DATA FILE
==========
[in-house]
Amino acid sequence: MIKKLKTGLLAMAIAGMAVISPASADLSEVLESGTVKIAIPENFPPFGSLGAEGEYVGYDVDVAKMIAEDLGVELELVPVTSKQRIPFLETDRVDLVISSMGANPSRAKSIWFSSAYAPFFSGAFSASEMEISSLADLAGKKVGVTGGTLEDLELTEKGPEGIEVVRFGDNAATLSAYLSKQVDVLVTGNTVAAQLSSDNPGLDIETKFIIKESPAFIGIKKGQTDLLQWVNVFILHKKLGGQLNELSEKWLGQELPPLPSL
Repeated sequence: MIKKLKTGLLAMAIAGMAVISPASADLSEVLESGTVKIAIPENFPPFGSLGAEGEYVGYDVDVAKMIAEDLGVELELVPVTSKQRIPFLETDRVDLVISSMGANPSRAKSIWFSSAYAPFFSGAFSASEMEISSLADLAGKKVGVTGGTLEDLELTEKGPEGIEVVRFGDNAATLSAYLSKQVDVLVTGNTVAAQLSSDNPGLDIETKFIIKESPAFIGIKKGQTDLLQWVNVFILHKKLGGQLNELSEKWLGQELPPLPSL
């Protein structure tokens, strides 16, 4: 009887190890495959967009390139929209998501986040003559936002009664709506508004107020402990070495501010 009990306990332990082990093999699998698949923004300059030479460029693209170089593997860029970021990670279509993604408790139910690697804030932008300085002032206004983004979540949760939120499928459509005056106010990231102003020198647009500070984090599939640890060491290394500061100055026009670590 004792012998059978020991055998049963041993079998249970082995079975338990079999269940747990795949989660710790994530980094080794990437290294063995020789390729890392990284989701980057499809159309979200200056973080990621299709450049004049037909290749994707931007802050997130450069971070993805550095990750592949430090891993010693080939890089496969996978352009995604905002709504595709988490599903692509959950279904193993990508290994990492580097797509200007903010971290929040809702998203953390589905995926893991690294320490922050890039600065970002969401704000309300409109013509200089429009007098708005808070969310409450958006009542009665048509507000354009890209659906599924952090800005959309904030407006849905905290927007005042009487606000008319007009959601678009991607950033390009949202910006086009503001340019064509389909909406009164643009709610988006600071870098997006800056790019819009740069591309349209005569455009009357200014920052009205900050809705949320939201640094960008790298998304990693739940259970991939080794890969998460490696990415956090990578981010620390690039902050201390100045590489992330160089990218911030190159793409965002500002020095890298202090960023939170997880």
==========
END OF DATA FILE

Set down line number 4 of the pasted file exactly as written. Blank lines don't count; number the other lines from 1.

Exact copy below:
């Protein structure tokens, strides 16, 4: 009887190890495959967009390139929209998501986040003559936002009664709506508004107020402990070495501010 009990306990332990082990093999699998698949923004300059030479460029693209170089593997860029970021990670279509993604408790139910690697804030932008300085002032206004983004979540949760939120499928459509005056106010990231102003020198647009500070984090599939640890060491290394500061100055026009670590 004792012998059978020991055998049963041993079998249970082995079975338990079999269940747990795949989660710790994530980094080794990437290294063995020789390729890392990284989701980057499809159309979200200056973080990621299709450049004049037909290749994707931007802050997130450069971070993805550095990750592949430090891993010693080939890089496969996978352009995604905002709504595709988490599903692509959950279904193993990508290994990492580097797509200007903010971290929040809702998203953390589905995926893991690294320490922050890039600065970002969401704000309300409109013509200089429009007098708005808070969310409450958006009542009665048509507000354009890209659906599924952090800005959309904030407006849905905290927007005042009487606000008319007009959601678009991607950033390009949202910006086009503001340019064509389909909406009164643009709610988006600071870098997006800056790019819009740069591309349209005569455009009357200014920052009205900050809705949320939201640094960008790298998304990693739940259970991939080794890969998460490696990415956090990578981010620390690039902050201390100045590489992330160089990218911030190159793409965002500002020095890298202090960023939170997880």